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Workshop Poster
Workshop: ICML 2021 Workshop on Computational Biology

Gene expression evolution across species, organs and sexes in Drosophila

Soumitra Pal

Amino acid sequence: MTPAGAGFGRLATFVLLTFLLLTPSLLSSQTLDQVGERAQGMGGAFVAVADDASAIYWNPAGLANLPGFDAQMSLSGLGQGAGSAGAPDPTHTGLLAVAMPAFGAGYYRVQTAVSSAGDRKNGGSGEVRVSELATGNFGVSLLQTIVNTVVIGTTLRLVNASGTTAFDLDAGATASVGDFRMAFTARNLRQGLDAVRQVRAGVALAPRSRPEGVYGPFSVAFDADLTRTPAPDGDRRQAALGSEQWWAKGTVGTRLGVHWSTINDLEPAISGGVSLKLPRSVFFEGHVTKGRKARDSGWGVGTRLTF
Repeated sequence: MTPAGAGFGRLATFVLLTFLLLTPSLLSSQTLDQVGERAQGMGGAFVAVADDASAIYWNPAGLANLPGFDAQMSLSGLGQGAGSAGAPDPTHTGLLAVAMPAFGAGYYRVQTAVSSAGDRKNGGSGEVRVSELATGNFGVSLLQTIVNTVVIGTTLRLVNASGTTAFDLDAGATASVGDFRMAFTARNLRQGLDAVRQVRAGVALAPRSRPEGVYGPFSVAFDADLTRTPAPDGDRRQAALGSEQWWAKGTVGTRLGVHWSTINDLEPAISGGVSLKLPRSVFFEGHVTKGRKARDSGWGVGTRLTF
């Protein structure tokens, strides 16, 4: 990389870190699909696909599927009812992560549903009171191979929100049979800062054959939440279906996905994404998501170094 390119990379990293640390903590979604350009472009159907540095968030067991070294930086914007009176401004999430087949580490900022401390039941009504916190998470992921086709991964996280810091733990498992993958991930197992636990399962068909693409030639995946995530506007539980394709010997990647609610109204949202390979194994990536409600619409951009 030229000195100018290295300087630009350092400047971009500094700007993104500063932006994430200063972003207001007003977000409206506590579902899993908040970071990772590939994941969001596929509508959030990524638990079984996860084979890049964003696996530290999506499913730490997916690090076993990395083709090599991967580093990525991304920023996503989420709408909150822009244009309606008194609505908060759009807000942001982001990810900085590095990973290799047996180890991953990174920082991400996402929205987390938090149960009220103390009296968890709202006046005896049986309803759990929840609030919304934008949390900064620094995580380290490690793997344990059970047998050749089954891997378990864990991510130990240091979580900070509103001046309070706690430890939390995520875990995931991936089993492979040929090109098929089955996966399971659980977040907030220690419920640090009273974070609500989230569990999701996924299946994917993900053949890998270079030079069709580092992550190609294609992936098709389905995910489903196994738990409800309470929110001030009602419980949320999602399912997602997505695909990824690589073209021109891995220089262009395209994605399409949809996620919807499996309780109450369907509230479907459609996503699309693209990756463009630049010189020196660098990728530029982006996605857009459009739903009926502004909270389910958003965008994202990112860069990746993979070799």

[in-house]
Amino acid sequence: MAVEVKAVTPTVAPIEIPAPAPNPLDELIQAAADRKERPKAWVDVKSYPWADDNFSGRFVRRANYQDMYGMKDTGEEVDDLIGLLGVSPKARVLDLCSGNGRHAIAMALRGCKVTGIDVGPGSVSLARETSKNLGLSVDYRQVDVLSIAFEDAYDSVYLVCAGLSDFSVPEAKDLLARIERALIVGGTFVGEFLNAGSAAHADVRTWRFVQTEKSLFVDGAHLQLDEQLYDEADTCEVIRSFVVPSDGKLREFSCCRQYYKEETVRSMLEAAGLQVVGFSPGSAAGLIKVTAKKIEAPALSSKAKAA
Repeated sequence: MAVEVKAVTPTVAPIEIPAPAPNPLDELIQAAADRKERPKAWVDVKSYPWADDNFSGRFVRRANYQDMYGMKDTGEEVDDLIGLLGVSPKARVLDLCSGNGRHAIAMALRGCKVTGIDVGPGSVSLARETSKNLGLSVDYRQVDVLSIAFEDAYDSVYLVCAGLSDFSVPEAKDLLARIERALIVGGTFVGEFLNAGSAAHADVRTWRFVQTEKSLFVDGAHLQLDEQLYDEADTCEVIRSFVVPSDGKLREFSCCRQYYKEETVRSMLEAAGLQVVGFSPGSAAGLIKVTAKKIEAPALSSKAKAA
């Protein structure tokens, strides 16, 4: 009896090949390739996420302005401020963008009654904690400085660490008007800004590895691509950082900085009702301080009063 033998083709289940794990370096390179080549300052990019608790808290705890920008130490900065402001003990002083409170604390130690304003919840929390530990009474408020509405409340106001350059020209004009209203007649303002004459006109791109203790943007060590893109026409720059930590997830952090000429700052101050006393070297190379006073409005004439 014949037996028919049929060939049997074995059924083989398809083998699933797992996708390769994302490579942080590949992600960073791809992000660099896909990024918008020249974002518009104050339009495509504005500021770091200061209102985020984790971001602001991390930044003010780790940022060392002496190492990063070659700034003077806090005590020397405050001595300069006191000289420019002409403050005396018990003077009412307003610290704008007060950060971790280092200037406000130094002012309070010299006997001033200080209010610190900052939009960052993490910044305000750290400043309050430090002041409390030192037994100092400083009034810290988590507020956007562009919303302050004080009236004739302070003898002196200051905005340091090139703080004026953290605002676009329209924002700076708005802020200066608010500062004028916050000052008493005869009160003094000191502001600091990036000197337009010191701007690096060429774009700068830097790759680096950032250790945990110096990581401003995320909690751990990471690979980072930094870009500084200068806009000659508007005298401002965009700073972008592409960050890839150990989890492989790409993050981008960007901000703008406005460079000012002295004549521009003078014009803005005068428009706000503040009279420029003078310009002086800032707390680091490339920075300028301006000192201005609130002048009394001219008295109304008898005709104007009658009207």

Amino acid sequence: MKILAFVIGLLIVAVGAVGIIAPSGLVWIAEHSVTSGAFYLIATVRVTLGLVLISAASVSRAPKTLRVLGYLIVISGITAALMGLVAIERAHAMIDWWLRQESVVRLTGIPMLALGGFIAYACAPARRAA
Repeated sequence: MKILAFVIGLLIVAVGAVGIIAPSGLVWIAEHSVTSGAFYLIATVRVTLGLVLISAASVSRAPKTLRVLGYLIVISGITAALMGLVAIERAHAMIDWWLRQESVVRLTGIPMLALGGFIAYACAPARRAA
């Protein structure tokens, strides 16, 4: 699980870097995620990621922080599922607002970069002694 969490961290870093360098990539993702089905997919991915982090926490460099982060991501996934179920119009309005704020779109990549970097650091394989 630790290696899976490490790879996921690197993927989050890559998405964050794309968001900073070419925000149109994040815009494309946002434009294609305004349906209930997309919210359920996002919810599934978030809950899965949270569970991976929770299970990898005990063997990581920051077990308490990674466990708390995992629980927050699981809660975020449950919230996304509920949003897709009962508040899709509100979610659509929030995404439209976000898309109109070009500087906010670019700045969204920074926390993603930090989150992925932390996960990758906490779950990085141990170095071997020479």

While DNA sequence evolution is well studied, the evolution of gene expression is currently less understood. Though there exist theoretical models to study the evolution of continuous traits such as gene expression, these methods often cannot confidently distinguish alternative evolutionary scenarios, probably, due to the modest numbers of species studied. We hypothesized that biological replicates could increase the predictive power of these models and accordingly developed EvoGeneX, a computationally efficient method based on the Ornstein-Uhlenbeck process to infer the mode of expression evolution. Furthermore, we used Michaelis-Menten equation to compare the evolutionary dynamics across groups of genes in terms of asymptotic level and rate of divergence. We applied these new tools to preform the first ever analysis of the of expression evolution across body parts, species, and sexes of the Drosophila genus. Our analysis revealed that neutral expression evolution can be confidently rejected in favor of stabilizing selection in nearly half of the genes. In addition, neutrally evolving genes evolve fastest in male gonads and faster in female gonads than other body parts. The gonads also have the largest sets of unique adaptive genes. We also detected interesting examples of adaptive genes including Glutamine Synthases and odor binding proteins.

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